The woman’s schedule is a nightmare (her agent originally told me that every moment of every day was booked solid until “at least January 2010”). One day she’s in Milan and the next she’s in Borneo. Finally she found a few hours to do the shoot -- I pitched the concept of ‘50s B horror films after reading an interview in which she said she was currently obsessed with the genre -- in Belgium (in a random stroke of cosmic luck there just happens to be a club in Brussels called The Coffin filled with skeletons and graveyard backdrops) and, as you can see, the results are stunning.
Scheduling the interview was equally difficult, with the first half happening while she was on her tour bus about to go through a border crossing somewhere in Europe and the second half three days later when she was backstage in Paris. Complicating matters was the fact that I was co-writing the story with Joshua David Stein who was vacationing in Europe at the time. In order to get him the transcripts of the interviews in time to turn the story around, I was in the office until 1 A.M. on my birthday rewinding and fast-forwarding through our conversations.
But in the end, it was all worth it. Joshua and I wrote a piece we’re really happy with, the photos are some of the most exciting, and, I’d argue, intimate, she’s done, and the reaction to the issue, from the press to our readers, has been almost universally positive.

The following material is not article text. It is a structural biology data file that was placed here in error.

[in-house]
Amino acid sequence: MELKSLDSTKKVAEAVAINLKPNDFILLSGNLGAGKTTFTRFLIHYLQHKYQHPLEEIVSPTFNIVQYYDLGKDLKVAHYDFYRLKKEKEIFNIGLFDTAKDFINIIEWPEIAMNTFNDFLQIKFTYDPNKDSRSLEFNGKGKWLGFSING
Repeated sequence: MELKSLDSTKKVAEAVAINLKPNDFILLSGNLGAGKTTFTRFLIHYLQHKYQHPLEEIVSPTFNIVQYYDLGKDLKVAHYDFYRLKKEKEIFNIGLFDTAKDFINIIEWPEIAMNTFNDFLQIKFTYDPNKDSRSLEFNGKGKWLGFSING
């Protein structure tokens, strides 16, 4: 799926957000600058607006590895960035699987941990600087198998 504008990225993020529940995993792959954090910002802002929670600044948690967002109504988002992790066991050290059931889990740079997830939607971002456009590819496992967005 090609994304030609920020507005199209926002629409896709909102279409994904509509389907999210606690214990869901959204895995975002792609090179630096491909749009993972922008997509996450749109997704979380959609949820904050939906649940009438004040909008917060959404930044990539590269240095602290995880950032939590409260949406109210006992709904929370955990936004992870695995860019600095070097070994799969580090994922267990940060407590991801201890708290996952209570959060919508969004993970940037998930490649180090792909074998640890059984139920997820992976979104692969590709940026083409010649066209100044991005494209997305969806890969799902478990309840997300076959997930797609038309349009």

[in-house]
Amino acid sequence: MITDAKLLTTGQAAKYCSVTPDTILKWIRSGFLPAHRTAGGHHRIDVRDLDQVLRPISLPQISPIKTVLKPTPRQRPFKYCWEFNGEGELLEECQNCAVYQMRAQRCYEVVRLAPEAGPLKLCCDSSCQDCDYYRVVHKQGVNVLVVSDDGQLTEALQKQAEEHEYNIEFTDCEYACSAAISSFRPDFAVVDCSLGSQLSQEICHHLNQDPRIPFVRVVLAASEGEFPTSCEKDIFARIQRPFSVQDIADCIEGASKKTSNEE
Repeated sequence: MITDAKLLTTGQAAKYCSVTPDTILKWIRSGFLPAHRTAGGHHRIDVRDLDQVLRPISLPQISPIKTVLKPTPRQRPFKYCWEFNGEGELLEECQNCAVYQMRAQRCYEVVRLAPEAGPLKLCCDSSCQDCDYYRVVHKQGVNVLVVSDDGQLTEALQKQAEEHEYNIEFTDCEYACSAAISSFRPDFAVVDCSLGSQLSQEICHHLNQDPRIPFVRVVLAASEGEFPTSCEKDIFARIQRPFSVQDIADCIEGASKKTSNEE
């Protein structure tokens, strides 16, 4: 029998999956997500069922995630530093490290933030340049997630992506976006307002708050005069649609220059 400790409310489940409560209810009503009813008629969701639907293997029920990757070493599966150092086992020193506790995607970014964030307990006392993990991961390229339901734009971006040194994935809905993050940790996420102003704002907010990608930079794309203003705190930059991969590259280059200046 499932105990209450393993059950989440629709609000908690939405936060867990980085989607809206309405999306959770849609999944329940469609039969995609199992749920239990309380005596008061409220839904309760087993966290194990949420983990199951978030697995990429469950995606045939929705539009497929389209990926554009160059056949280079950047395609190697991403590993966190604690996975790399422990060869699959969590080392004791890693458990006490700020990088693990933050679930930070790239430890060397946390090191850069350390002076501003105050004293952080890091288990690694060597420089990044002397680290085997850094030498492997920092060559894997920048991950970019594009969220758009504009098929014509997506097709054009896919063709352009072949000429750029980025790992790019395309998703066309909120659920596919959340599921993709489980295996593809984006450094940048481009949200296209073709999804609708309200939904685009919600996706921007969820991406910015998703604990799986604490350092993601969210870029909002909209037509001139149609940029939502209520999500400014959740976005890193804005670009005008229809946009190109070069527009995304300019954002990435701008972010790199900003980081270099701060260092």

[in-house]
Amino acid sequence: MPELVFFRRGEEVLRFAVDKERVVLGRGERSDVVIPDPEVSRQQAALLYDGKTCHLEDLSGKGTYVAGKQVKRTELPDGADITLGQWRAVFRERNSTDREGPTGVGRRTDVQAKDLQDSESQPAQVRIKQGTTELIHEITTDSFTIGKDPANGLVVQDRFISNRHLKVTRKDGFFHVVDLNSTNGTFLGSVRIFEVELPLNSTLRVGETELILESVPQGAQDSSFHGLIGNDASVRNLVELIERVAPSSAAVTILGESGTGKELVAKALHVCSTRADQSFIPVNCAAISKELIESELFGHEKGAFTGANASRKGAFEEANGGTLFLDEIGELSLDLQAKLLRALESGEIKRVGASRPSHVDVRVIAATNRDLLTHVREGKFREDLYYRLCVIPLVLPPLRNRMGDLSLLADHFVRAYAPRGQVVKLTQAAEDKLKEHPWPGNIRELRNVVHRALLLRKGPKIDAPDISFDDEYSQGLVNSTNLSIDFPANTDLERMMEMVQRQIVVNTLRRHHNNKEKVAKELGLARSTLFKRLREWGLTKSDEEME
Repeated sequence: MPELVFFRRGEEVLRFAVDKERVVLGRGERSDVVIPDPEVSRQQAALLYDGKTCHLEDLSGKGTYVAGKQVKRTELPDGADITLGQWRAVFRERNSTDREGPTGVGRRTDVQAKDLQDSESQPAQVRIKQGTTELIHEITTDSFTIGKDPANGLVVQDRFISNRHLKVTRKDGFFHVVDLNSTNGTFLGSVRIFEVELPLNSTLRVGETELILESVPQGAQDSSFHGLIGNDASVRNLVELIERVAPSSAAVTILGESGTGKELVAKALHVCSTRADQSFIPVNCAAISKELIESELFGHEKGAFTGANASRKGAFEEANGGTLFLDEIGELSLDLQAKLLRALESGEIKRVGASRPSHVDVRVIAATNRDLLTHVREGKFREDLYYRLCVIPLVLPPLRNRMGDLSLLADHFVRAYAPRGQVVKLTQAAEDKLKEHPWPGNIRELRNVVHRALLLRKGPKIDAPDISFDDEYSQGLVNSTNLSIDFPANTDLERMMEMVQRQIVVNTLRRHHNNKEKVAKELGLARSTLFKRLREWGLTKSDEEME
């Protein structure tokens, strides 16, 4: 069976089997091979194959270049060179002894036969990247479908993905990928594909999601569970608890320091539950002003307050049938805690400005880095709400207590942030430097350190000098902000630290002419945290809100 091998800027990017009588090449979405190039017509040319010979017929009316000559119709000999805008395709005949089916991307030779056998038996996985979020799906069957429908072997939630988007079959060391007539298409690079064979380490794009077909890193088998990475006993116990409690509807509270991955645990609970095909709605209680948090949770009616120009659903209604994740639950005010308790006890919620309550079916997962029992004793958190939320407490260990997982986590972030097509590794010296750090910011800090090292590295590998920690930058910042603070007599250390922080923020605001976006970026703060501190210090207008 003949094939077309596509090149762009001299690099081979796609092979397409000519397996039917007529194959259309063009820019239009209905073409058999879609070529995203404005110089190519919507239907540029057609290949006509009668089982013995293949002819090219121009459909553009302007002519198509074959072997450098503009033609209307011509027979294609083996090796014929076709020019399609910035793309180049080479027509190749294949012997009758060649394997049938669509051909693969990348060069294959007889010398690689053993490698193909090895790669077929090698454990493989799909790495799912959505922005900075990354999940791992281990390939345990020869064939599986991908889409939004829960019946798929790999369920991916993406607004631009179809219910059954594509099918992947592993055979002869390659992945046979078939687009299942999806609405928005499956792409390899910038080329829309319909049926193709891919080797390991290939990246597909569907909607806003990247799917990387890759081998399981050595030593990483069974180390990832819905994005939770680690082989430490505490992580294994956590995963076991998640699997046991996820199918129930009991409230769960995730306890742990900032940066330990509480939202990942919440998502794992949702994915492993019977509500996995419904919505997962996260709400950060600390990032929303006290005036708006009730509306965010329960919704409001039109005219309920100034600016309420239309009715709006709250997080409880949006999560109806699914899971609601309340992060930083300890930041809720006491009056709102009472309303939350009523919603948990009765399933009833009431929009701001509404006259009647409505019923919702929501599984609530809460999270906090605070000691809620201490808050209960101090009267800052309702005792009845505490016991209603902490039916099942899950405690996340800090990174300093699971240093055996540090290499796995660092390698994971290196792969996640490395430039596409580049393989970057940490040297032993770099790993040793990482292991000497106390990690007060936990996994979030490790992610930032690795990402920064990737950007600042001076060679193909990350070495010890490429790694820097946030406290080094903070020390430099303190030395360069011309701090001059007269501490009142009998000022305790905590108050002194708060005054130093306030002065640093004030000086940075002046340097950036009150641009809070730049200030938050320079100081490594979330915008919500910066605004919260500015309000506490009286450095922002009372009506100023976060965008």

Last night marked the culmination of Out’s collaboration with Lady Gaga, at the party held in her honor at The Box on New York’s Lower East Side. Gaga arrived around 11:15 dressed in white PVC with a fishnet veil snug across her face and I got to spend a few minutes with her toasting the issue. We chatted about how much had changed since we first talked almost a year ago and I told her that, more than anything, it was her refusal to shy away from her association with the gay community, especially after achieving mainstream success, that I was most impressed with. Her level of visibility provides her with a platform that few others have, and when I heard her thank “God and the gays” for her MTV Video Music Award a few days ago I thought about all of the people across the country, especially in places that aren’t gay-friendly meccas like New York, who are struggling to deal with their sexuality -- and their community’s feelings about their sexuality -- and what that must mean to them.
Where will Gaga go from here? With a co-headlining tour with Kanye West due to kick off in a few weeks and the re-release The Fame (plus a handful of brand new tracks) in November, she won’t be disappearing anytime soon. It remains to be seen if the world will be able to -- or want to -- keep up with the constant, and for some people surely exhausting, spectacle that is Lady Gaga. If she’s smart she already has a game plan to ensure she doesn’t go stale or become overexposed. But that’s the thing about Gaga -- for her, there is no such thing as overexposure. And that’s part of the reason she’s one of the most exciting performers to emerge since the rock stars of the '70s and '80s like David Bowie, Grace Jones, Michael Jackson, and Madonna. She knows how to push buttons, she lives for her art, and above all, she’s willing to sacrifice almost anything to put on a killer show. Come what may, we’ll continue to document all things Gaga and I look forward to many more years filled with whatever craziness she cooks up.
To see our Lady Gaga '50s B horror flick–themed photo shoot, click here.
To read our Lady Gaga cover story, click here.
-- NOAH MICHELSON
Previously > A Bloodbath at the MTV VMAs